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February 18, 2003
The Internet as University Library

Okay this is another quota posting. Remember the rule here? Something (anything) at least once every Monday to Friday. So far I've kept to this rule, and I'm proud of that. Sometimes I feel like some grouchy old pedagogue shambling into class, coughing and wheezing, and glowering at the terrified pupils all trembling behind their ancient, inkstained desks. But I'm here, so pay attention. You, put that chewing gum away. Simpson, before you leave today, write out a hundred times: "UNDERWARE IS NOT WORN OUTSIDE" (That was last Monday, I think. I love those lines Bart does. Recent favourite: "I AM NOT A DENTIST".)

So, the inexorable decline of the University Library. Tragedy or what? Where would I be at times like these (i.e. midnight rapidly approaching) without education.guardian.co.uk?

The university where I currently teach has, I think, made a constructive move towards solving the problems of the decaying university library. Caltech (the California Institute of Technology) has a small student body of less than 1,000 undergraduates, some 800 graduate students and 250 or so professors. They are (just behind Harvard) the highest paid faculty in the country. The institute although it lost half a billion of its endowment in the recent stock market slump is very rich.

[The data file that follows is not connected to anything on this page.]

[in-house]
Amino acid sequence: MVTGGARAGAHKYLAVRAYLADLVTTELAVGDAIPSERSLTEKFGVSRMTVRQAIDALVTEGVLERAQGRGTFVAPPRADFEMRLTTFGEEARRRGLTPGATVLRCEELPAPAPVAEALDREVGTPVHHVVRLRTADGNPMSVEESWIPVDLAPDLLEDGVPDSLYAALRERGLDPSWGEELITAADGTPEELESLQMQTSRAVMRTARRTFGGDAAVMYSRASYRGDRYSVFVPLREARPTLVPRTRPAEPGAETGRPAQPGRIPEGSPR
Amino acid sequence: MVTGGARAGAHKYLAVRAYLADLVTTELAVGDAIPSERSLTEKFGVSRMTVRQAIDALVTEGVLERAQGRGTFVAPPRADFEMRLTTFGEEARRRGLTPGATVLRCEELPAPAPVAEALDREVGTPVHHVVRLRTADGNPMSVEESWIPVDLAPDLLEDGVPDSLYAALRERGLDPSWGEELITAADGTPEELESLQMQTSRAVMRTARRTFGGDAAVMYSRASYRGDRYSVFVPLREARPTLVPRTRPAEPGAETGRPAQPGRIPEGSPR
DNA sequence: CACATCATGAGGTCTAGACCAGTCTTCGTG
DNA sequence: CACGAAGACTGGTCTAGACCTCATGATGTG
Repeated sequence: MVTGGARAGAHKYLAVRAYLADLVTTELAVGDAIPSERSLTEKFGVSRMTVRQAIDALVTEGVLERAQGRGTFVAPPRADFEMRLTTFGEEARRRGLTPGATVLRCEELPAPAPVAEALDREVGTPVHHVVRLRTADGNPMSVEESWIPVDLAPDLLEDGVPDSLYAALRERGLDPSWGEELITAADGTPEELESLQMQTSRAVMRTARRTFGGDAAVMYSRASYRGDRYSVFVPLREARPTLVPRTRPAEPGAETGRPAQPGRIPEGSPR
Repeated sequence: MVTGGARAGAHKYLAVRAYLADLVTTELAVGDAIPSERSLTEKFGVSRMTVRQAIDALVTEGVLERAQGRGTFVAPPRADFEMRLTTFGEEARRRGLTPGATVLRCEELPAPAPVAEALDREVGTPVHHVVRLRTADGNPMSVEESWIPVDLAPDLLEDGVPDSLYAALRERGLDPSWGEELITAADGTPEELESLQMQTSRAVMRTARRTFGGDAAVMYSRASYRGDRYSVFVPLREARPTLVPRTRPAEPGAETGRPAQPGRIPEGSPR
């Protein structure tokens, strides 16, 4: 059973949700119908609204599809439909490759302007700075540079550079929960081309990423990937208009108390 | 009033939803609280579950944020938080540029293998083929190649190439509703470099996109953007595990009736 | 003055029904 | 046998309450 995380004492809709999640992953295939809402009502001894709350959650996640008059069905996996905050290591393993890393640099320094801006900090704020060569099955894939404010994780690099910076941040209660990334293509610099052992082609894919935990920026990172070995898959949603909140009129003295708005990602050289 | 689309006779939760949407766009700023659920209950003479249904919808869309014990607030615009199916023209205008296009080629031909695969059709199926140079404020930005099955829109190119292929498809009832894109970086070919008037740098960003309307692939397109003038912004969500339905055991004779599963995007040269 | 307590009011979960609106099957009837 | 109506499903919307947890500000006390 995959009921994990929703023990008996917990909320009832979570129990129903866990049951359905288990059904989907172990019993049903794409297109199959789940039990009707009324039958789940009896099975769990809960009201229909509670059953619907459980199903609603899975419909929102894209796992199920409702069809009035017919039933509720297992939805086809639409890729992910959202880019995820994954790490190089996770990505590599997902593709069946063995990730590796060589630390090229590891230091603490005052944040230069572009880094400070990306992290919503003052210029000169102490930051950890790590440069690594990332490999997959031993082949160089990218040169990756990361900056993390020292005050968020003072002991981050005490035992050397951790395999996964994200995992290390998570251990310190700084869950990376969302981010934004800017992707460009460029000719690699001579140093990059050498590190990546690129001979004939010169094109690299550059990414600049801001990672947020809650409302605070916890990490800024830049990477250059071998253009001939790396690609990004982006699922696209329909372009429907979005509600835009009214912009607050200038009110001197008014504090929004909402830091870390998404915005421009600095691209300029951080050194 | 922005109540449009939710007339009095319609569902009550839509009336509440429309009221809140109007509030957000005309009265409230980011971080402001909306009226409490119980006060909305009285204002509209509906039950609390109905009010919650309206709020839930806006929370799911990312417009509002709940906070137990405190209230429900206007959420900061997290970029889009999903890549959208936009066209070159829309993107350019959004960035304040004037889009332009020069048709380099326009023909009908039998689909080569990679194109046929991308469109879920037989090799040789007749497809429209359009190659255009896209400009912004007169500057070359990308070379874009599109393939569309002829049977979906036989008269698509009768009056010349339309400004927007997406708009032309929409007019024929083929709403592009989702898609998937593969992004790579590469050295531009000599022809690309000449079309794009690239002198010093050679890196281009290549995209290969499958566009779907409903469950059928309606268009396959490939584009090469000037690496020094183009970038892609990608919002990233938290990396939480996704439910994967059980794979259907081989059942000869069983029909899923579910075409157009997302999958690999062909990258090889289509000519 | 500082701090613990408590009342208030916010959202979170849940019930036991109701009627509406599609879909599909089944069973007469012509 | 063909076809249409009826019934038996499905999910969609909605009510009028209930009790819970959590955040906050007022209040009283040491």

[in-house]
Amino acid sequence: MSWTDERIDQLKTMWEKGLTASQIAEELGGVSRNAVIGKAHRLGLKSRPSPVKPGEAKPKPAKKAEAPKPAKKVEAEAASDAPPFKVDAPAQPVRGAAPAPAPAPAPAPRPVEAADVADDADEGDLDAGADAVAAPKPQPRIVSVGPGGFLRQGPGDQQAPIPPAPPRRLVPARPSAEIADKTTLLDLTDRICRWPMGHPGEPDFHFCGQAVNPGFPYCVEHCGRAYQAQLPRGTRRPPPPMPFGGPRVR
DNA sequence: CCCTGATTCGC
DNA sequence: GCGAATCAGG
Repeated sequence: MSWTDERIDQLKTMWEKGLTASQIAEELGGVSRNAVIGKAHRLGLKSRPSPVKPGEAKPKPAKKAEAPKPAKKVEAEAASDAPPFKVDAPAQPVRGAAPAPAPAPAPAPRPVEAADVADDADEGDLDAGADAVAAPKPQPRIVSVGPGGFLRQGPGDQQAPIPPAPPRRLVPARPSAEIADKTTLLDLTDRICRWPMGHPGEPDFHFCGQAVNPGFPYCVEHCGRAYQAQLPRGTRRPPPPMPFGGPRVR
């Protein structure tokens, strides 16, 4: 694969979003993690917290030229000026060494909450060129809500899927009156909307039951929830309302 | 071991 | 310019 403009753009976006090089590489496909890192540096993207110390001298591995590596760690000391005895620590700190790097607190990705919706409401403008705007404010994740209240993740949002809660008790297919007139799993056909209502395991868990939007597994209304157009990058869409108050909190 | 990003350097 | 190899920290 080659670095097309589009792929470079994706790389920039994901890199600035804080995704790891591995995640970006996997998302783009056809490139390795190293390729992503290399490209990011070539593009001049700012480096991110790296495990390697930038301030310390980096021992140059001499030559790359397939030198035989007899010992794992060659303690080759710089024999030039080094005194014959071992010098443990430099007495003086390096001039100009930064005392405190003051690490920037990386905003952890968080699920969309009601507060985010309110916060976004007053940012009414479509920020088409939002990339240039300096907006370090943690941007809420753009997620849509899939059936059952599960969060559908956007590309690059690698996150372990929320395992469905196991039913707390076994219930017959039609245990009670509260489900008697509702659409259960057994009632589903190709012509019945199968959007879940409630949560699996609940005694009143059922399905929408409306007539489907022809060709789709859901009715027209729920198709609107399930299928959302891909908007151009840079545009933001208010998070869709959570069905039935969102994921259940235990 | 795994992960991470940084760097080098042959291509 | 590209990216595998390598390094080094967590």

Traditionally, Caltech has spent lavishly on its library. Even the small cohort of humanists has prospered. Ask for a book, and it would be bought, accessioned and kept on open shelf. Recently, however, a major change of emphasis has occurred. Rather than store or keep printed materials, the library has moved to a system which prioritises delivery over storage and curatorship.

It is cheaper, the institute estimates, at around $10 a time, to get any book on interlibrary loan than to acquire, shelve, and circulate that book.

So too with articles in learned journals, which materials scientists are particularly hungry for. It makes more sense to order them in, like pizzas, rather than stoke up your own wood oven. Even if you let undergraduates in on the privilege the institute still comes out ahead. You order and it's in your mailbox next day (rush) in three days (normal). It's like rubbing a magic lamp and wishing the material into existence.

It says everything about university life that this character is actually proud that a piece of TEXT can be "delivered" golly gee!! NEXT DAY. (Or failing that, er, three days.) Pizzas? PIZZAS?!?!?! What century is this man living in? Perchance, the recently concluded one? And he's at the California Institute of Technology, for Jesus H. Christ's sake. I thought that in California they knew what computers can now do nowadays. Apparently not.

I'm not saying that printing off what is needed, anywhere anytime like, you know, you could print THIS, within about three minutes of me finishing the writing of it is going to be a total breeze to get organised. A scientific journal article probably has a few more potential glitches built into it than a blog posting, and especially a blog posting here (where I'm terrified of anything except words). And books, I do agree, do still have their uses. But couldn't Mr Caltech at least have made some allusion to the notion that treating texts like pizzas instead of like jars of fruit in your own larder is an interim measure until the obvious real answer is organised. (The nearest he gets to this is when he says that his university has "made a constructive move towards" solving the library problem, rather than actually claiming that the problem is already solved.)